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By Michy On 02/03/04  

I thought there was a thread on this but I couldn't find it ... so sorry if this is a repeat!

I'm starting to get inquiries on wholesale orders ... what are people generally using for a discount? Is 20% appropriate? Also, what about a minimum order? Should I require one to justify the discount?

Any advice is much appreciated!

By shop gal On 02/03/04  

I, in my business, mainly sell wholesale and my "day job" is as a buyer for a childrens furniture and home decor boutique. So I kinda know a bit about this subject. Therefore I have a question: What do you mean by, discount? Are you asking how vendors (you) should price their products?
It depends on what you want for it, what you need to get for it, what you're time is worth. Boutiques will mark up items anywhere from x2.0 (called: Keystone) to x2.5 (truthfully, thay can mark items up however they want); it depends on location and clientele and shop owners prerogaitve. So if you are asking $13 for an item, understand that the shop is going to try and get anywhere from $26-$32 for it, respectively. A lot of the time, boutiques take into consideration the higher wholesale prices for "cottage industry" merchandise and choose to only keystone the product. Now concerning minimum orders: at the least you should have a minimum opening order, and it should be whatever makes this transaction worth your while, $100, $150, $250? Whether or not you want to have a minimum re-order is again your call; it can be of a lesser amount if you like, $50-$100. Again, it's all about doing what is worth your time and effort. Do you have a line sheet? I'm going to pretend like you don't and that you don't know what one is (so if you do, my apologies, skip this part). When a shop inquires about wholesale info, you should send or leave if you're there in person, a line sheet with all pertinent information and some photo's or drawings of the products. A good start would be, company name and contact info, product descriptions, prices, terms (leadtime, how you accept payment, minimums, shipping/handling fee's, "prices and availability are subject to change blah, blah, blah"), you get the picture.
Now one other thing to take into consideration. If you currently sell your products directly to customers you need to consider this when pricing for wholesale. If you sell an item to the public for $13, it would stand to reason that your wholesale price could be $6.50. Now if that is unthinkable, if you must get $13, you might want to consider raising your prices to the public, say to $26. Then your wholesale price could be $13. You don't want to be under-cutting your wholesale accounts.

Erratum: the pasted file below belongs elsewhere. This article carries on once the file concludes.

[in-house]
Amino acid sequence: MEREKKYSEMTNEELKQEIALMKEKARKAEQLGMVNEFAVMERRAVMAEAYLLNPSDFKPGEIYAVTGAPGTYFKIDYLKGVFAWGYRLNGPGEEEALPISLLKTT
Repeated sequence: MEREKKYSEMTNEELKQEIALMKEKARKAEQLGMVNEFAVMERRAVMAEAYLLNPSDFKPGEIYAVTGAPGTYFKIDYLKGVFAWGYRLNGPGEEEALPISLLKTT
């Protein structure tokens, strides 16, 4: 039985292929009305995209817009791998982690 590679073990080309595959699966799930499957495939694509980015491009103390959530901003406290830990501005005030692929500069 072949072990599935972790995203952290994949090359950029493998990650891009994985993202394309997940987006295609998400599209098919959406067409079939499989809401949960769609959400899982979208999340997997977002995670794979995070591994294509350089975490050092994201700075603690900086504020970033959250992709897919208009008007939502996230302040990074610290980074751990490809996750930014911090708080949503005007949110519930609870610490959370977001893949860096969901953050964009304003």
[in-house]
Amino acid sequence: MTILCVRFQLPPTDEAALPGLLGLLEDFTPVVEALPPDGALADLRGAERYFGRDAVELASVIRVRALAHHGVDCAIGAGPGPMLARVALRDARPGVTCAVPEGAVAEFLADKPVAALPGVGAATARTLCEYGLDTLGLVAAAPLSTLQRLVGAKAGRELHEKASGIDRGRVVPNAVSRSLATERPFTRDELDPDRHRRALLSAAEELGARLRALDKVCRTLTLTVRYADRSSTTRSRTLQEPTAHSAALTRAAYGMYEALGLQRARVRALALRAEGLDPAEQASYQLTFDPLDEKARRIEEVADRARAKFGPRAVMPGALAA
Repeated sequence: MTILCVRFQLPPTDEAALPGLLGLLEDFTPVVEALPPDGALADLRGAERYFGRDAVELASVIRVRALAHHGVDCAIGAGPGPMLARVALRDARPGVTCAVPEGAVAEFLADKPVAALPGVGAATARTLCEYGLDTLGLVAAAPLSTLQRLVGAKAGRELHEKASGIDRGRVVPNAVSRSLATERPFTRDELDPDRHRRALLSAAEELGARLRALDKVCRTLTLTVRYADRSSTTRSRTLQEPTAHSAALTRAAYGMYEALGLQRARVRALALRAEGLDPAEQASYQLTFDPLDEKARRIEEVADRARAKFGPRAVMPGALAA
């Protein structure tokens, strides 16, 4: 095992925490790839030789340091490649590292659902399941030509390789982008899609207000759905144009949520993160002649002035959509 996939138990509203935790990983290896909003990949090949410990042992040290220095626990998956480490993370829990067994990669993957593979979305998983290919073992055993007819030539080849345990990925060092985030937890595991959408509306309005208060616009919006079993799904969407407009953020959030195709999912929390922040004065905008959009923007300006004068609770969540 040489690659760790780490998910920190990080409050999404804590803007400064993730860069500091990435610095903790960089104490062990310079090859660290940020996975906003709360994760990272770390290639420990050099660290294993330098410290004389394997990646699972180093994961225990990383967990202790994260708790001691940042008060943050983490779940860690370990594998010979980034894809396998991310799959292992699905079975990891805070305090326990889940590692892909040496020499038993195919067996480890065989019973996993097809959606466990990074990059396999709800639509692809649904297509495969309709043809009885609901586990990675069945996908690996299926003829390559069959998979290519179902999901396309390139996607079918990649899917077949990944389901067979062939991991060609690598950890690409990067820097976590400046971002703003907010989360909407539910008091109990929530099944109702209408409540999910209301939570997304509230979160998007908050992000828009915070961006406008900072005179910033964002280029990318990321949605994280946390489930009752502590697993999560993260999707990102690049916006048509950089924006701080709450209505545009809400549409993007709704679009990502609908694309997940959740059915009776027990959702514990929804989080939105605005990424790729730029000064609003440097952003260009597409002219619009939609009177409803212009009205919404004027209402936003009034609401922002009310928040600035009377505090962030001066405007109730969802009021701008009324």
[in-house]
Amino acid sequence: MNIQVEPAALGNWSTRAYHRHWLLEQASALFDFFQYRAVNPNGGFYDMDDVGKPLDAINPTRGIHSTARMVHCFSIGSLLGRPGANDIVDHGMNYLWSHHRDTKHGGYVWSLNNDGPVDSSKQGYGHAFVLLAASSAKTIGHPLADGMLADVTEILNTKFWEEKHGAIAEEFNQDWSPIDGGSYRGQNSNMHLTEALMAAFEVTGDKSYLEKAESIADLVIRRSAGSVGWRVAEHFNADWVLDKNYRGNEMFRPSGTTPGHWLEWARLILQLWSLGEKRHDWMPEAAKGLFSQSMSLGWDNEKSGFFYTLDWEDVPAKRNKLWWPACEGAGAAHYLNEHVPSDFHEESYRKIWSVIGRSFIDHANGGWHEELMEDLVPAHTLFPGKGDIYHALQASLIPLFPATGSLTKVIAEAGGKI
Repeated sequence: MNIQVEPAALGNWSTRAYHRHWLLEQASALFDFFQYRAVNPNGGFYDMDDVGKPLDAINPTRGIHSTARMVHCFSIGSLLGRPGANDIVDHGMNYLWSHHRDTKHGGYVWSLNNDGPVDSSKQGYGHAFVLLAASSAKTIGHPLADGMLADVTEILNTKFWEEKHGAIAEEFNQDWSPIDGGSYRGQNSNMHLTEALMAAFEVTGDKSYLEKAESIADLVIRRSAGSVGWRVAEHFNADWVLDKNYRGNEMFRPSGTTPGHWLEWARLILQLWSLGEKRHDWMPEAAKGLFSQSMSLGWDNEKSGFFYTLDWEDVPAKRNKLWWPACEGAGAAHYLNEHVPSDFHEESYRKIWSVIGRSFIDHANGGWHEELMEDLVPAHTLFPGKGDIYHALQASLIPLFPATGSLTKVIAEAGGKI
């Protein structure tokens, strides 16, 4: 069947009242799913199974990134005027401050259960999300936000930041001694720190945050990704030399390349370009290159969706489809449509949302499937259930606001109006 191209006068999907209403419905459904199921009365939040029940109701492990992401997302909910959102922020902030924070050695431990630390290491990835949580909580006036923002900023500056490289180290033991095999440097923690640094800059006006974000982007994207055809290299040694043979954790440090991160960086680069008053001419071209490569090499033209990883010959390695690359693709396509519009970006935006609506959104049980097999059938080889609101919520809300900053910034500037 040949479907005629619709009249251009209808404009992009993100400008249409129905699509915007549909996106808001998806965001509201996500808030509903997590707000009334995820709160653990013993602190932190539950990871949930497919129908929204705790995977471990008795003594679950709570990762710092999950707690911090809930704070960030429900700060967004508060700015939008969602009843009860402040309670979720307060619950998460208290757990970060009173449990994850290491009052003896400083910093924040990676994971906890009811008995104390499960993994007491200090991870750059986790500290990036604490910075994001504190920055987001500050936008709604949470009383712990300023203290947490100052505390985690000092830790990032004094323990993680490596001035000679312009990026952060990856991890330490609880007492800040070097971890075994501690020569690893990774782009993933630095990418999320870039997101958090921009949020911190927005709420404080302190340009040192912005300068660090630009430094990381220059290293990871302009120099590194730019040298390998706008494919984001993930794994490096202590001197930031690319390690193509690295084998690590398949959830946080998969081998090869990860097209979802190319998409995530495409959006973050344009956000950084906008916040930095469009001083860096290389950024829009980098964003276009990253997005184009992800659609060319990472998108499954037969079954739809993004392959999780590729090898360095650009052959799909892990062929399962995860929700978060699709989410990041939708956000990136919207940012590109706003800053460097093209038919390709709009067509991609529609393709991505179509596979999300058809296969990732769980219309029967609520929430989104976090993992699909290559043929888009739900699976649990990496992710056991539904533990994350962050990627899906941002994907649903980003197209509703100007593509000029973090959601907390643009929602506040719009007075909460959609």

Hope I've helped and not confused the situation.
all the best to you.

p.s. line sheets don't have to be fancy. nice computer print outs or color xerox's are great.

By myrrh On 02/04/04  

That was a really helpful post! I'll have to bookmark it!

By Michy On 02/04/04  

Thanks for all the info! I already sell my product resale, and do not think I can double those prices to justify a 2x wholesale markup. I think the products would just be way too expensive at a retail level. But I also would make no money selling them at 50% to a boutique, unless we were talking very high volumes.

That's why I'm wondering what the limits are (I'm thinking in terms of a "discount", price off from retail to the wholesaler). I have checked some other websites, like Crafty Chica and noticed her prices look around 20% off for wholesale.

What do you think of a sliding scale based on volume? So 20% for <$500 orders, etc. up to 50% for $1000+ ? I can justify lower costs for higher volume based on lower material & labor.

My product is wedding favors, so I don't expect that stores will be stocking my product - it would be like invitations, where they show a sample, and then order as needed.

Thanks again for the help.

By garnish On 02/04/04  

Just wanted to back up Shop Gal's comments. She's right on with how store buyers do business. They don't look for a "discount off retail price." They expect to see that you have set a wholesale price when you show the line to them. They'll set whatever retail price they think that they can get in their store (usually with in the range shop girl mentioned). If you sell retail as well and undercut their prices substantially in their area, you won't get reorders. You probably need to look at your pricing again maybe your product can be inched up in price a bit or maybe wholesale isn't right for you at this point or maybe you want to just give it a try to test whether the market will respond to higher retail.

Another thought on minimums, some artists I purchased from for my store, had $ minimums, others had piece minimums. Piece minimums can work for some product as you guarentee a more interesting presentation. In a store a grouping of 4-5 items has more visual punch than 1 expensive item.


By miss_erma On 02/07/04  

This is a very good thread! If only I learned of all that shop_gal mentioned earlier than learning it the hard way, hehe. Good tips to keep in mind about selling wholesale, I may have to bookmark this thread.

By jennymeg On 03/20/04  


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